Changing the nation one school, one classroom, one game at a time!!!

Jan. 31, 2021

As soon as the final school bell rings, Kabita rushes towards the school ground, gears up and holds a bat, and starts practice batting with her classmates. Farhan – her coach, gives her instructions on how to take the shots. Farhan Akhter and Kabita Kumari Sah are classmates in seventh grade in Shree Nepal Rastriya Secondary School Nichuta, a small community 21km west of Birgunj metropolitan city. 

Kabita is the captain of her newly formed cricket team of 11 girls. 

“For Farhan and the boys in school, this isn’t much of a big deal as the community thrives on cricket,” says Sandhya, who is an English teaching Fellow. “But for the girls, the journey has taken several months of persistent push,” she adds. 

“A particular day during a boys’ cricket game at school, girls were sitting beside just watching it. There were extra bats nearby. I asked some of the girls from grade nine to go ahead and try to take a shot. They all just laughed at first but then a few of them picked up the bat. After few minutes, we could hear roars of laughter coming from the other side of the playground. Boys were mocking the girls because of the way they were holding the bat. The girls were immediately taken aback and started feeling low. I went towards them and said, - if you leave this bat today, they are going to mock you every single day. If you really trust yourself just play. Go for it”. - Sandhya

But, it was not that simple. Girls in most of our community think that cricket is a game for physically fit people – which for them are boys, not girls. This was a mindset Sandhya and Bishal, a science teaching Fellow, set out to challenge. 

Sandhya and Bishal started physical fitness training. The fun part of it was that the girls realized how they were already very fit. After all, the chores that had been doing at home are no less than rigorous workouts. 

But every time, the girls were out in the fields, the boys mocked the girls. 

One day Sandhya walked up to them and asked the boys why they were laughing. 

They replied: girls cannot play cricket. 

Sandhya asked them: you all can play right?

They said yes. 

Sandha asked them again: You all can play very well, right?

They immediately answered: Yes we have won several matches.  

 “I will consider you all as the best players when you can teach these girls to play like you all did.” 

The boys, to Sandhya’s surprise, took up the challenge.

The next day, Sandhya found the boys with the girls in the field training them on different tricks and moves in cricket. 

A week later, a friendly cricket match was organized. The boys seemed to have put a lot more energy into making the match successful. The boys had coached both the boys’ and girls’ teams.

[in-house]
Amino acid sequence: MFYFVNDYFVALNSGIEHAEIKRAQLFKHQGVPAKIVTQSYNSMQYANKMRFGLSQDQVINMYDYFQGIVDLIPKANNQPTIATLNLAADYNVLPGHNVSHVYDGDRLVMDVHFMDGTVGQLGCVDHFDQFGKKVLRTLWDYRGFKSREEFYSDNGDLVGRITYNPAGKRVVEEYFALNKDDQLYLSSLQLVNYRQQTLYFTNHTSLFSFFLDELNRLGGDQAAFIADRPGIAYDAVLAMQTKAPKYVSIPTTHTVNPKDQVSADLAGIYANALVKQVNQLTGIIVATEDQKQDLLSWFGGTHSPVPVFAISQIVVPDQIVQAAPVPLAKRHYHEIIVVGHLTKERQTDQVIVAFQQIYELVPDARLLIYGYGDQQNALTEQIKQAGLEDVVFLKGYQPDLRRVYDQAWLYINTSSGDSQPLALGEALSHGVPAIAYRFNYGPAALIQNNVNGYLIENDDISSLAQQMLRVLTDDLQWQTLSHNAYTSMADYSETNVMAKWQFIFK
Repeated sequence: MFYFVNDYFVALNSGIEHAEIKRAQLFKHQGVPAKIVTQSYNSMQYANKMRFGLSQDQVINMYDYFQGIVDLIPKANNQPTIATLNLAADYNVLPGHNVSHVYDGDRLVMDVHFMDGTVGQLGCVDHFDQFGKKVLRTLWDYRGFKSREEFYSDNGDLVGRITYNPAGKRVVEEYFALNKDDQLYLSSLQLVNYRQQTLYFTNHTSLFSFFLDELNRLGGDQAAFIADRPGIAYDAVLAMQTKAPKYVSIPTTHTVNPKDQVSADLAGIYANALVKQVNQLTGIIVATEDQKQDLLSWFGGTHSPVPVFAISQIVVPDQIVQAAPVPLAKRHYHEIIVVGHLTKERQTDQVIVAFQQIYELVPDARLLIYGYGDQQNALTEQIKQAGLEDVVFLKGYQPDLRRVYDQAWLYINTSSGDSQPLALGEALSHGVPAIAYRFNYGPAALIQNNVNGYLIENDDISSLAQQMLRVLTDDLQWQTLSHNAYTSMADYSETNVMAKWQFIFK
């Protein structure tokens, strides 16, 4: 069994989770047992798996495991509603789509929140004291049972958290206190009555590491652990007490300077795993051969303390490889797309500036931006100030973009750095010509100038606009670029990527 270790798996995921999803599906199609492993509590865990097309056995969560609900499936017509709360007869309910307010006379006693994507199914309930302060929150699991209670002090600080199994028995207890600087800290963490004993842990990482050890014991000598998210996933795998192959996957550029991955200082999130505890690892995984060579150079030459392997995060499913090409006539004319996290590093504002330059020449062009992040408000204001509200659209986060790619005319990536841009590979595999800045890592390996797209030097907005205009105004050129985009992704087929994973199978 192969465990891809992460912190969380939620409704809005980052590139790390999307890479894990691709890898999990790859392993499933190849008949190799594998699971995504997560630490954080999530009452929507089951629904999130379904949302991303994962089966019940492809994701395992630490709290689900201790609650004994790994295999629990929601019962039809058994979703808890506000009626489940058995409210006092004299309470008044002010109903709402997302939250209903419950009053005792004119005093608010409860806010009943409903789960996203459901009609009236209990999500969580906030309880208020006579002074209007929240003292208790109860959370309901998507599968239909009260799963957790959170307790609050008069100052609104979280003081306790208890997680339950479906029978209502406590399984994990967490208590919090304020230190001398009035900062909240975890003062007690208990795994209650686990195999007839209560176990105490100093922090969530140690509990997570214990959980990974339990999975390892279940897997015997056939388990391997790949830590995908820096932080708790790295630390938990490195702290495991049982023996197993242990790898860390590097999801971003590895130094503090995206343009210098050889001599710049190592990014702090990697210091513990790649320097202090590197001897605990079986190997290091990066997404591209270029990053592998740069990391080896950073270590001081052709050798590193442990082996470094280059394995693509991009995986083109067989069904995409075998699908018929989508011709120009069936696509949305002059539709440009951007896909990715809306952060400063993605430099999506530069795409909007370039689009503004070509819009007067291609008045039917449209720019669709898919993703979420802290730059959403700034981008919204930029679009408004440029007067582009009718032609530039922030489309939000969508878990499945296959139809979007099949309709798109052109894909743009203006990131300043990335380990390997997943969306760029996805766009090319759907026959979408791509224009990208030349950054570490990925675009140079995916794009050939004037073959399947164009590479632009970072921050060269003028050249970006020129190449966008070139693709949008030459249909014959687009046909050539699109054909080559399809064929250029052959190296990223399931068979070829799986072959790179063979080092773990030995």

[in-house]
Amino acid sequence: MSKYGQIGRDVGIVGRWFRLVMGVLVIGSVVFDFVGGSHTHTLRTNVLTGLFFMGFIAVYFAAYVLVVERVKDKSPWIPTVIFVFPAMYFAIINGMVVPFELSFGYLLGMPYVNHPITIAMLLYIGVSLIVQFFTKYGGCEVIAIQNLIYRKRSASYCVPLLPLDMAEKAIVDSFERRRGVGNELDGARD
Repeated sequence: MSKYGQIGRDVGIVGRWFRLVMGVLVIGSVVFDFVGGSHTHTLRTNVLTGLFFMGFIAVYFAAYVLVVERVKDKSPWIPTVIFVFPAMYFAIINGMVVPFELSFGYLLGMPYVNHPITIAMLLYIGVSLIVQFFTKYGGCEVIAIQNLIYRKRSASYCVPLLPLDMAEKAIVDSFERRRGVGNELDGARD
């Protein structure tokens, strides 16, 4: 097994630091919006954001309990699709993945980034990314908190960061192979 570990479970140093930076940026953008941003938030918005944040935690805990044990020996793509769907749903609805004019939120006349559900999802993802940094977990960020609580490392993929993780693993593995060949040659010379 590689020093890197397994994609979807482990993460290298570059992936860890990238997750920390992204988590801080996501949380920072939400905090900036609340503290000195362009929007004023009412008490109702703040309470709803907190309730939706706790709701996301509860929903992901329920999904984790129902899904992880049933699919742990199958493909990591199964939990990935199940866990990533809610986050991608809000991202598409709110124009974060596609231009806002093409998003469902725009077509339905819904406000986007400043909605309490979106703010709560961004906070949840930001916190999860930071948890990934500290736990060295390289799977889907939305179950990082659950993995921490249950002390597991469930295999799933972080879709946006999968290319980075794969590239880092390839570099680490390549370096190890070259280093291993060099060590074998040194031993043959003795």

“At some point during the match, I could hear the voices of girls loudly cheering. Those voices for some reason lifted my spirit. It sounded like freedom,” Sandhya shares in her reflection. 

Girls, throughout several generations, have had to cross many barriers to simply attend schools. People in the community, to this day, believe that being allowed to attend school in itself is a huge privilege for girls. But Sandhya knows that her girls have much more to strive and thrive for than merely exist in the school. 

Kabita Kumari Sah, the captain of the girls’ cricket team shares “Every time I would watch boys play cricket, I wanted to play as well. But we never had a chance to be in the games before and I never thought that I could play cricket in front of the boys! We did not believe in ourselves, but now we do.”    

After the completion, Sandhya went straight to the boys and asked them how they felt about the match. Ilhan, one of the boys who helped coach the girls, responded: “I succeeded in helping them overcome their fears”. 

Farhan said, “They wanted to learn. They have never talked to me and asked for any other favor but this time it was different, they came and asked for help and I couldn’t deny.”

“The game changed all of us in so many different ways,” says Sandhya with pride and contentment.


Sandhya and Bishal are among the 138 Fellows who are in their second year of Teach For Nepal Fellowship. Prior to joining Teach For Nepal Fellowship, Sandhya completed her Bachelor’s of Arts from Itahari Namuna College, Nepal while Bishal completed his Bachelor’s of Agricultural Engineering from Eastern Regional Campus. You can support our Fellows like Sandhya and Bishal by supporting their work and supporting Teach For Nepal movement.

 

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